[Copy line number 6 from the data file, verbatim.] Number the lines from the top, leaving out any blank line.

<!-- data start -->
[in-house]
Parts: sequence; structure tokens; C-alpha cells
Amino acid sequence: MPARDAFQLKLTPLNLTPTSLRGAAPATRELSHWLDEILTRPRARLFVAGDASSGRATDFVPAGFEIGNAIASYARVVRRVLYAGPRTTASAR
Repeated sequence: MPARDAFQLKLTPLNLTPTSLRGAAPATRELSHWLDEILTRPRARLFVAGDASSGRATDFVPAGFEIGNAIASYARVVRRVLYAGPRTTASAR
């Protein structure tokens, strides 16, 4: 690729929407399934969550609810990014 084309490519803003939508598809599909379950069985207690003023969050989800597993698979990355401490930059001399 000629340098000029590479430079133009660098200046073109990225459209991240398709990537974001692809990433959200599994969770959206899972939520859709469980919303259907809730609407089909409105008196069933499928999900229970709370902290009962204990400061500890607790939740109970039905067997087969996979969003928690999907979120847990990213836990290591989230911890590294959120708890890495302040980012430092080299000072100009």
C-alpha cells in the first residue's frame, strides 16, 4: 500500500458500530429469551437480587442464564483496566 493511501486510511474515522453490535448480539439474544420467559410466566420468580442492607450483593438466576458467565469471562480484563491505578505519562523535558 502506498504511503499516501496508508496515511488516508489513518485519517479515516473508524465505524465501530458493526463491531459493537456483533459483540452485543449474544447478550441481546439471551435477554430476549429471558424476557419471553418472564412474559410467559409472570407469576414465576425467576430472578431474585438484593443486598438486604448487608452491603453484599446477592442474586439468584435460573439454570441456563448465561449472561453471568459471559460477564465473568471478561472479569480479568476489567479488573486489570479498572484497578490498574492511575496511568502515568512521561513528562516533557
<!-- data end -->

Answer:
C-alpha cells in the first residue's frame, strides 16, 4: 500500500458500530429469551437480587442464564483496566 493511501486510511474515522453490535448480539439474544420467559410466566420468580442492607450483593438466576458467565469471562480484563491505578505519562523535558 502506498504511503499516501496508508496515511488516508489513518485519517479515516473508524465505524465501530458493526463491531459493537456483533459483540452485543449474544447478550441481546439471551435477554430476549429471558424476557419471553418472564412474559410467559409472570407469576414465576425467576430472578431474585438484593443486598438486604448487608452491603453484599446477592442474586439468584435460573439454570441456563448465561449472561453471568459471559460477564465473568471478561472479569480479568476489567479488573486489570479498572484497578490498574492511575496511568502515568512521561513528562516533557